As the latest PIP cohort comes to the end of its reign, participant Liz Warner looks back at the group’s highlights.
It’s far too easy to be consumed by our own businesses, not finding the time, or having the opportunities to lift ourselves from the grindstone and see what the wider industry is doing – as farmers, there is always something that needs doing at home.
Since its inception in 2012, the NFU Poultry Industry Programme (PIP) has now taken over 50 graduates on a whistle-stop tour of the poultry industry, from visits to major retailers to meet their agricultural teams and explore the supply chain, to trips to Westminster to discuss political lobbying. Its remit has been varied, and the knowledge gained, shared, and contacts made, have been invaluable.
With 55 years now being the average age of a farmer and people seeking careers in agriculture seemingly in decline, the NFU – along with the PIP’s main sponsor, ABN – has found a superb way of encouraging and educating young people in the poultry industry.
NFU Chief Poultry Adviser Aimee Mahony said: “It is important to engage and encourage the next generation and the PIP aims to inspire those already working within the sector to become future leaders.”
A programme participant's experience
I am a tenant farmer from Devon. My husband and I set up our poultry business in 2012. I had been aware of the PIP for quite a while, having previously worked in the egg industry, but as a relatively small new start up, I wasn’t certain it was probably for me. However, I love finding out about different businesses, learning about supply chains – the whos, the whys, the hows and other details. Intrigue got the better of me – the application went in.
Our PIP journey started in November 2019, with our launch event at NFU HQ in Stoneleigh. We were thrown in at the deep end, with a session on media training, where essentially 11 young farmers learnt to be a bit less uncomfortable at talking in front of a camera or attempting a live radio interview – it was a great ice breaker, and a great new skill to learn.
The programme is a mix of ‘classroom’ sessions and visits. Leadership and negotiations training were two very well received days. Again, I think we overlook these skills, when buried deep in the day to day works of our farms, but just think about how many times you have to negotiate, and I certainly found dissecting the negotiation process invaluable.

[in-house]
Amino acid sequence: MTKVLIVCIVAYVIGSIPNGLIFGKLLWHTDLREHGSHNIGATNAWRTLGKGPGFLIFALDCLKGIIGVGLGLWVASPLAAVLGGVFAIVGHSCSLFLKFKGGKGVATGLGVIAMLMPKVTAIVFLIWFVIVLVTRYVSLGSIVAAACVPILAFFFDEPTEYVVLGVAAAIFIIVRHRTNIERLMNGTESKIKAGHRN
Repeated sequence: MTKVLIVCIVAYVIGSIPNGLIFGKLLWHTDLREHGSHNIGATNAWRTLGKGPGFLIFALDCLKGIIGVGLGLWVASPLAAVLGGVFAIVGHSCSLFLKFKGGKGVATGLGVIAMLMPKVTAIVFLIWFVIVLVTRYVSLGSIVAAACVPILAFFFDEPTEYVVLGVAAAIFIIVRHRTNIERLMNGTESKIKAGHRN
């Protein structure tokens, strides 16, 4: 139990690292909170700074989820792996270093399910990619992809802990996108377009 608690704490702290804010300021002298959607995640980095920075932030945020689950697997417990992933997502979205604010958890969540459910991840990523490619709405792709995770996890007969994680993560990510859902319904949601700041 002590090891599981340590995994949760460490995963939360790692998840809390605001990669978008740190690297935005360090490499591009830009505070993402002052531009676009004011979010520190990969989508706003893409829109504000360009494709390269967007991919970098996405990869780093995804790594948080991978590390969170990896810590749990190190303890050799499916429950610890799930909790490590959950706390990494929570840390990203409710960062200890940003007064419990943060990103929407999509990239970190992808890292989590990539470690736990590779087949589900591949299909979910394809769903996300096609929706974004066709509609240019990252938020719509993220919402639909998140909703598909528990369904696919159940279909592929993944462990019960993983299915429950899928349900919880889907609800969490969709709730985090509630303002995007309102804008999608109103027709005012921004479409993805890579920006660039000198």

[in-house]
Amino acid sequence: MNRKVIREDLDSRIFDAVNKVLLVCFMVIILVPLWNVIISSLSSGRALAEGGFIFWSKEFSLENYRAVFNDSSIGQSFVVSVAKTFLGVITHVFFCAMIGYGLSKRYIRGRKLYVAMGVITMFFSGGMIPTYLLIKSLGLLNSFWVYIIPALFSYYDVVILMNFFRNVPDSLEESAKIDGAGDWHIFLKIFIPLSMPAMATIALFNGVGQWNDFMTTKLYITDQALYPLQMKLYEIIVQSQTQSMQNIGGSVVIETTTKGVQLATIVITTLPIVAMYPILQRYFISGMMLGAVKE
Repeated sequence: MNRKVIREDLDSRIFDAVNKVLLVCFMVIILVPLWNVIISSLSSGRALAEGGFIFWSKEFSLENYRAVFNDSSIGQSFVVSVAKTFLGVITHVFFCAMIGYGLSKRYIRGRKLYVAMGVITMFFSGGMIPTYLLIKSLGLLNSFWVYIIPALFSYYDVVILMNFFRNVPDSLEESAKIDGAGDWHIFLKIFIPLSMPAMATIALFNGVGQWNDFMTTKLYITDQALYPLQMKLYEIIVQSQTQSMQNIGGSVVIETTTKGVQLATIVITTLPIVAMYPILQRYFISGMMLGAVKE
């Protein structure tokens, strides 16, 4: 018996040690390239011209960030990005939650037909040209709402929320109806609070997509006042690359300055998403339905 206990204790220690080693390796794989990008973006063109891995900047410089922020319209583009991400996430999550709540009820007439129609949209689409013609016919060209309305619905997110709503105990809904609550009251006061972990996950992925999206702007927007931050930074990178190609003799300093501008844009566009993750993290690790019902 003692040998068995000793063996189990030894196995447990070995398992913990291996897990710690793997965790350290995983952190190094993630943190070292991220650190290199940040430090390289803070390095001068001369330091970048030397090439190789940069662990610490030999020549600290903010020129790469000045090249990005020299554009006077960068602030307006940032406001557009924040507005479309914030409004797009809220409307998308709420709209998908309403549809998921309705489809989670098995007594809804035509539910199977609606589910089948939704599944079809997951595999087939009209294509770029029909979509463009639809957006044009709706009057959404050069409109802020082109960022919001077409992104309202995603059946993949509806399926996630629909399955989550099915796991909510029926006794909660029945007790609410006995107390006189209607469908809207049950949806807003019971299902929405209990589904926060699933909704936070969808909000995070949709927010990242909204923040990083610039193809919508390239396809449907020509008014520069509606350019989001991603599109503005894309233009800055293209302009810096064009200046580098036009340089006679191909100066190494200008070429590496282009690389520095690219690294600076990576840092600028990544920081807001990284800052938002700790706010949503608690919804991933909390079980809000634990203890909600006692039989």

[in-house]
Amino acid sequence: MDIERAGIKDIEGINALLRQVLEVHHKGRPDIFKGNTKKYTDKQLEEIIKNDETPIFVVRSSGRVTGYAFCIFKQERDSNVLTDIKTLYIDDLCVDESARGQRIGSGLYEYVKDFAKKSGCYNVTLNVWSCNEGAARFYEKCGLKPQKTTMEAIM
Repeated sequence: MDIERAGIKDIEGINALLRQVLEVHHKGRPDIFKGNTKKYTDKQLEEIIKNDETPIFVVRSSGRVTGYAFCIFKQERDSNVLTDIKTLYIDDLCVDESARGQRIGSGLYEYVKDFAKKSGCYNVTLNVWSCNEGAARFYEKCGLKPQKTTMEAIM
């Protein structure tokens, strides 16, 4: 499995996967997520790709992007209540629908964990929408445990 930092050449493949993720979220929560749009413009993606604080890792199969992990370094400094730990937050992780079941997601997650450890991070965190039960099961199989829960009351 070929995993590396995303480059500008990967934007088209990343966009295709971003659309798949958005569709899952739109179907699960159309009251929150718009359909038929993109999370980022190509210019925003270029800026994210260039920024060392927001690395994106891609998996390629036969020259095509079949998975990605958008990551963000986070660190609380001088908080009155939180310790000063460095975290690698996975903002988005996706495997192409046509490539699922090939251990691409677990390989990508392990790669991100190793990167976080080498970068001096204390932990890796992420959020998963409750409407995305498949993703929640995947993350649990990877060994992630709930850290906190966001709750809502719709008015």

The PIP visited several sites to learn about the food chain.
Visits included a tour of the very welcoming Bumblehole Foods in Bromsgrove, learning about liquid egg, a trip to London to tour the Houses of Parliament and hear about the incredible work that goes on behind the scenes to ensure politicians are kept up to speed with the concerns and discussions within the agricultural industry.
We saw a vertical farming system and took part in a ‘Speakers for Schools’ event. An illuminating day at Aldi’s head office in Warwickshire followed as well as a tour of PD Hook’s Cote hatchery. It was then NFU’s 2020 conference in Birmingham, which provided two great days of presentations, discussions, and debates.
The challenges Covid-19 threw up
Disappointingly, Covid-19 then took hold, which paused the programme’s planned physical events, but we continued to meet in the new virtual world we’ve all had to embrace over the past year or so.
However, as part of the PIP we had a group project to work on, with the brief of “organising an event that is targeted at the ‘next generation’ of the poultry industry”. A target audience of 16 to 18-year-old college students was agreed and we decided to produce a video, which we could present to colleges and sit upon social media platforms highlighting the fantastic range of careers on offer in the poultry industry. The video is now nearing completion and we are hopeful of being able to present it to colleges – even if it is presented via a video call, as we feel direct engagement with students would be beneficial."
Support for the programme
In a survey of the 2018 PIP participants, 100% of the participants said they would recommend the programme and found the content useful. I’m certain that this would be repeated for our cohort too. I would certainly recommend applying for the Poultry Industry Programme in the future. I have learnt new skills, made new industry contacts, and feel much more informed about the industry – and had a lot of fun along the way.